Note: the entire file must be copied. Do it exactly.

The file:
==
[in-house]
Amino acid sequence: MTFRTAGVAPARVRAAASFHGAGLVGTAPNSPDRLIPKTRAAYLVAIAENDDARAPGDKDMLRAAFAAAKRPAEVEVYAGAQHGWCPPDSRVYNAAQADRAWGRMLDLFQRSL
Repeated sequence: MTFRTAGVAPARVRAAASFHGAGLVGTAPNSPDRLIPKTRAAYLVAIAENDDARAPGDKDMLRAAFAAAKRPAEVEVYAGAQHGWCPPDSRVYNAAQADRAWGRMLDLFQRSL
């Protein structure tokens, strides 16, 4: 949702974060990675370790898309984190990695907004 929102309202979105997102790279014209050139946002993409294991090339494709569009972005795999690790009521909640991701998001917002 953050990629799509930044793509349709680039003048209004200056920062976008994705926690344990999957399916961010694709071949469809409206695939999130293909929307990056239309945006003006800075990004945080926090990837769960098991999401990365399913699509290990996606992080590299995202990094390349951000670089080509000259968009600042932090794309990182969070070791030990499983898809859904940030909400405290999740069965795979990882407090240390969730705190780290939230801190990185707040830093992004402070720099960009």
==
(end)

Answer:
[in-house]
Amino acid sequence: MTFRTAGVAPARVRAAASFHGAGLVGTAPNSPDRLIPKTRAAYLVAIAENDDARAPGDKDMLRAAFAAAKRPAEVEVYAGAQHGWCPPDSRVYNAAQADRAWGRMLDLFQRSL
Repeated sequence: MTFRTAGVAPARVRAAASFHGAGLVGTAPNSPDRLIPKTRAAYLVAIAENDDARAPGDKDMLRAAFAAAKRPAEVEVYAGAQHGWCPPDSRVYNAAQADRAWGRMLDLFQRSL
């Protein structure tokens, strides 16, 4: 949702974060990675370790898309984190990695907004 929102309202979105997102790279014209050139946002993409294991090339494709569009972005795999690790009521909640991701998001917002 953050990629799509930044793509349709680039003048209004200056920062976008994705926690344990999957399916961010694709071949469809409206695939999130293909929307990056239309945006003006800075990004945080926090990837769960098991999401990365399913699509290990996606992080590299995202990094390349951000670089080509000259968009600042932090794309990182969070070791030990499983898809859904940030909400405290999740069965795979990882407090240390969730705190780290939230801190990185707040830093992004402070720099960009």